Consolidating your loans means combining multiple loans into one big loan with one monthly payment. This can help you save money on interest and make your monthly payments more manageable, but it doesn’t make your overall student loan debt go away.
Refinancing your loans means taking out a new loan to pay off your old loans. This allows you to get a lower interest rate and could help you save money on interest over the life of your loans, but it doesn’t get rid of your overall student loan debt either.
Who is Eligible for Student Loan Forgiveness?
The first step to getting your student loans forgiven is understanding if you’re eligible. While there are many programs out there that offer forgiveness, they each come with their own qualifications. Here are some of the most common eligibility requirements:
-You must be employed by a qualifying employer. This employer could be a government organization, a non-profit, or a private company that offers student loan repayment assistance as part of their employee benefits package.
-You must have made 120 qualifying monthly payments on your student loans. This equates to 10 years of payments if you’re on the standard 10-year repayment plan. If you’re on an income-driven repayment plan, you may be eligible for forgiveness after 20 or 25 years of payments, depending on the program.
-Your student loan payments must have been made in full and on time. If you have any outstanding delinquent or defaulted loans, you will not be eligible for forgiveness.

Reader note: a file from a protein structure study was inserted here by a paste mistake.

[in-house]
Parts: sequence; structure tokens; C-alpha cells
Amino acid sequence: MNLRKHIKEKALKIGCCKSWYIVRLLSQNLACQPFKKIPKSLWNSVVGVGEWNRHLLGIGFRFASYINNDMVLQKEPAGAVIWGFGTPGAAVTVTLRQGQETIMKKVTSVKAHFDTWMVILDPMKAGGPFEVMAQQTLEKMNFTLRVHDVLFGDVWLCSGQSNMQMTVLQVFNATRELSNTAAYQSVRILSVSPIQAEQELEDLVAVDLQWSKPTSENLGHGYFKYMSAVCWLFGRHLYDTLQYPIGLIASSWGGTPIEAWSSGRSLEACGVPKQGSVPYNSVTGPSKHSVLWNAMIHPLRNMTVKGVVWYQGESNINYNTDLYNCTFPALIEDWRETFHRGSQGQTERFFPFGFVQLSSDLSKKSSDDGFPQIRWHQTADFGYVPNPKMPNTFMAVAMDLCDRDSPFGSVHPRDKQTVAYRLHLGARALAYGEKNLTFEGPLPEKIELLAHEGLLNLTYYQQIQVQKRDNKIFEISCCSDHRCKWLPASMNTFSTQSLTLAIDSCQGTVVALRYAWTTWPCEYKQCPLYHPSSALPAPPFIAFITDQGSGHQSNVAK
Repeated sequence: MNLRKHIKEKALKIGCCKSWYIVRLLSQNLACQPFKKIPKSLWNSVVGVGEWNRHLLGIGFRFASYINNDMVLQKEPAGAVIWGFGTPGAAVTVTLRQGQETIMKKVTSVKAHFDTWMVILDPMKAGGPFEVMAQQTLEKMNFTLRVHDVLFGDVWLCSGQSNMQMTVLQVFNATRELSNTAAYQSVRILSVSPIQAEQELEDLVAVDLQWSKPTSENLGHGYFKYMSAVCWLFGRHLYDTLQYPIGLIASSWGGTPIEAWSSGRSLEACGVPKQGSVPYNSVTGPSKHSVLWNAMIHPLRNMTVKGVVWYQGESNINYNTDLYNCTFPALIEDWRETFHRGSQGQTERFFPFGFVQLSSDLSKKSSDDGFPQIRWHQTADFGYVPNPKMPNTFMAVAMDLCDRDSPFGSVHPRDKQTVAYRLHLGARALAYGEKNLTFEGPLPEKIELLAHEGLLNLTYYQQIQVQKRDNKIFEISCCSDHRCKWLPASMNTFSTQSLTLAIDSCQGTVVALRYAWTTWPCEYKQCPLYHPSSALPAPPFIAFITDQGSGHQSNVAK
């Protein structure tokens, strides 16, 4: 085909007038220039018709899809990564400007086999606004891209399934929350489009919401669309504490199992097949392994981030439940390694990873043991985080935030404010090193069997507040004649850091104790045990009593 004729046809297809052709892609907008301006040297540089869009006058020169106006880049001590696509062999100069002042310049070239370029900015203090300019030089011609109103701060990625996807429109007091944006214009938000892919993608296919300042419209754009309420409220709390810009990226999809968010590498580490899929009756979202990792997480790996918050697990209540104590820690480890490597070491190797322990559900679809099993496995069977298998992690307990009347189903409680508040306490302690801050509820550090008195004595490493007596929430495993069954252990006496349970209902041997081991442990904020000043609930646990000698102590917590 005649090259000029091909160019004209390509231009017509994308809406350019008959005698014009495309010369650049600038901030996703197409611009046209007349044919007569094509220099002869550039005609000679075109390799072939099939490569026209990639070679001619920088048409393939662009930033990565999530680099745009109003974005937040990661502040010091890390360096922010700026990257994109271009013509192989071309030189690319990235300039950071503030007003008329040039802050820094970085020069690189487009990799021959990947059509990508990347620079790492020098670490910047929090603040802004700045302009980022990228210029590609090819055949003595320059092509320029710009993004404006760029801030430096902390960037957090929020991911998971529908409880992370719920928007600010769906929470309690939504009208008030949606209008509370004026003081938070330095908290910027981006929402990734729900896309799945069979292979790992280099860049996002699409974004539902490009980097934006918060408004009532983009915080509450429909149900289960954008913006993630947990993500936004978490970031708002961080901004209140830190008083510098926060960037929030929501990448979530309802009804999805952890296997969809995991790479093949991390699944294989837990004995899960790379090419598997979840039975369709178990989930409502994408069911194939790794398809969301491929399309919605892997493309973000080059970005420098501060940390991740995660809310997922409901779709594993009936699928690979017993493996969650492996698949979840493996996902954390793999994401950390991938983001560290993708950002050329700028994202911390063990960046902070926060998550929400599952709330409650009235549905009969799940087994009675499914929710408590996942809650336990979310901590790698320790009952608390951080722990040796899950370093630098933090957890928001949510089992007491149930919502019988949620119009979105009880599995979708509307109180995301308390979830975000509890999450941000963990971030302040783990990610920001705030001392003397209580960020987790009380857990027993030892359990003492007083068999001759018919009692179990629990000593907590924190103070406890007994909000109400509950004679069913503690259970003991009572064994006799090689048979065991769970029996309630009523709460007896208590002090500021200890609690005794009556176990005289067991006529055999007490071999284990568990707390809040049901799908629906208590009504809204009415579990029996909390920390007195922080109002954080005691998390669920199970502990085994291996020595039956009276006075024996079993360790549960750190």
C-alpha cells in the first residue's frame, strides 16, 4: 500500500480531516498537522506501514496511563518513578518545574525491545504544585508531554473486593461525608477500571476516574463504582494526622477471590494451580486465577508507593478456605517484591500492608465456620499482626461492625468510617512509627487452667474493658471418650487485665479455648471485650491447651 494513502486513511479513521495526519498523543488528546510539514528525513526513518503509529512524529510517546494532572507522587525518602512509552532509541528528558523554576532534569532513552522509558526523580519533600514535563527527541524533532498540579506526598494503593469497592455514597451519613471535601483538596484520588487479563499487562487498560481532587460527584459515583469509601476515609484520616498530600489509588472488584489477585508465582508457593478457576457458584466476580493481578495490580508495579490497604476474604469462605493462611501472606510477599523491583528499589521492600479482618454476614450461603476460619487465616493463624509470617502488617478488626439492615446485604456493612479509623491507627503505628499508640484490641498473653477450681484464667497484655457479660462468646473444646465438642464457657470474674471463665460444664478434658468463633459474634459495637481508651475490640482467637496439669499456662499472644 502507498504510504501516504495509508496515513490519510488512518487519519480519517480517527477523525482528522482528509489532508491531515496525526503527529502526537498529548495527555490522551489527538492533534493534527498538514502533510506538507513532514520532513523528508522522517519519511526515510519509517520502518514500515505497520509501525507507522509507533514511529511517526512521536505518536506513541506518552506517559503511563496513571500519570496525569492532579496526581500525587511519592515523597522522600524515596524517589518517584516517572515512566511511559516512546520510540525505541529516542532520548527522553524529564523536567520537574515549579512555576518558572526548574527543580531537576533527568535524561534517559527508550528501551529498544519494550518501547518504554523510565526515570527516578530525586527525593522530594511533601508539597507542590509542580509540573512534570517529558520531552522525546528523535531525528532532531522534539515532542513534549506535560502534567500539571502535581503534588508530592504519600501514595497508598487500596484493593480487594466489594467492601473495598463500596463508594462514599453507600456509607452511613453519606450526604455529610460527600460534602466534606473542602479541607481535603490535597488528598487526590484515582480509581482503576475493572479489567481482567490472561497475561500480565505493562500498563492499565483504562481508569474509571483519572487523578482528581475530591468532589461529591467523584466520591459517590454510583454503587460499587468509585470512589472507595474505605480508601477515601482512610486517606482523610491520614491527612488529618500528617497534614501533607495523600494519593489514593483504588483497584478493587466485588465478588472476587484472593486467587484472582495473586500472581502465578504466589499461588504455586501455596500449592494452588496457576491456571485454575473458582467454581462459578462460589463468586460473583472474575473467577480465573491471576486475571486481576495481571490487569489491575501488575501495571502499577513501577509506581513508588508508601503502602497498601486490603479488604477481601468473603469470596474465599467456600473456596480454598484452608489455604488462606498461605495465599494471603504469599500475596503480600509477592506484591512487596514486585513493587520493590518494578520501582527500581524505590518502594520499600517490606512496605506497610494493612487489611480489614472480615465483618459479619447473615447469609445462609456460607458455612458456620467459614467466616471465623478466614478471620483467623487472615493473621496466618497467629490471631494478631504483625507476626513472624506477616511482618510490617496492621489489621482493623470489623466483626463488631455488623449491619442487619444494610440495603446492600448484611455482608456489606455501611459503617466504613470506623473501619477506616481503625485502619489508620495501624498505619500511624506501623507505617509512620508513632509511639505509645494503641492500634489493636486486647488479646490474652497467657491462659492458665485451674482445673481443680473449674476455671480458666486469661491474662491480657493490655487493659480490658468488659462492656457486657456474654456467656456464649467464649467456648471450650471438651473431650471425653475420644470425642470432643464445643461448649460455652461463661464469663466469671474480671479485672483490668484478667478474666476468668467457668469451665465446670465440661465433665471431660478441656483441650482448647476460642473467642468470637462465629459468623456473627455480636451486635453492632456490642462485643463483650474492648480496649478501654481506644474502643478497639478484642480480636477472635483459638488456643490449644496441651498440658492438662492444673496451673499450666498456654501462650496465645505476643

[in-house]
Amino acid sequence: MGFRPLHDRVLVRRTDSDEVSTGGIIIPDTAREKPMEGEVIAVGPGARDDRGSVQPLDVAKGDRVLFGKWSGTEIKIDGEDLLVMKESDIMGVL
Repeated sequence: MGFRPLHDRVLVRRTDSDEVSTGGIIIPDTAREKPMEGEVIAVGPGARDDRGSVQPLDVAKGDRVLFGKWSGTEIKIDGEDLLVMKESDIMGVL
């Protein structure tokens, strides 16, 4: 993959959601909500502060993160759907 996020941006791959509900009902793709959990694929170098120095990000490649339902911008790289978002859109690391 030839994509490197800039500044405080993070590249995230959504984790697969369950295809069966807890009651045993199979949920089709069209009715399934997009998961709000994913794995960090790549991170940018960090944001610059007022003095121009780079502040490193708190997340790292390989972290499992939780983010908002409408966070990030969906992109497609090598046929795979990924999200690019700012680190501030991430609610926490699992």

If you meet these qualifications, you may be eligible for student loan forgiveness through one of the many forgiveness programs offered by the federal government or your lenders.
How to Apply for Student Loan Forgiveness
The first place to start is with your loan servicer. You can find contact information for your loan servicer on the myedd.ed.gov website or by logging in to “My Federal Student Aid.” You will need to provide your name, Social Security number, date of birth, and the name of the school you attended when you contact your loan servicer.
If you are not sure whom your loan servicer is, you can also call the Federal Student Aid Information Center at 1-800-4-FED-AID (1-800-433-3243) or 1-319-337-5665 (TDD) and they will help you get in touch with your loan servicer.
Once you have contacted your loan servicer, you will need to fill out and submit a Loan Forgiveness Application. This form is also available on the myedd.ed.gov website or by logging in to “My Federal Student Aid.”
There is no fee to apply for student loan forgiveness, but there may be fees associated with consolidating your loans. You should contact your loan servicer for more information about fees associated with consolidation.
If you have questions about consolidation, repayment plans, or anything else related to student loans, you can also contact the Federal Student Aid Information Center at 1-800-4FEDAID (1-800-433-3243).
The best way to ensure you qualify for student loan forgiveness is to stay educated on the process and on your repayment options. There are many programs available that can help you lower your monthly payments and get out of debt quicker. Some of these programs even offer full or partial loan forgiveness.
The most important thing you can do is stay aware of your repayment status and keep accurate records of all correspondence with your loan servicer. If you have any questions, don’t hesitate to reach out to a student loan attorney or other student loan expert for guidance.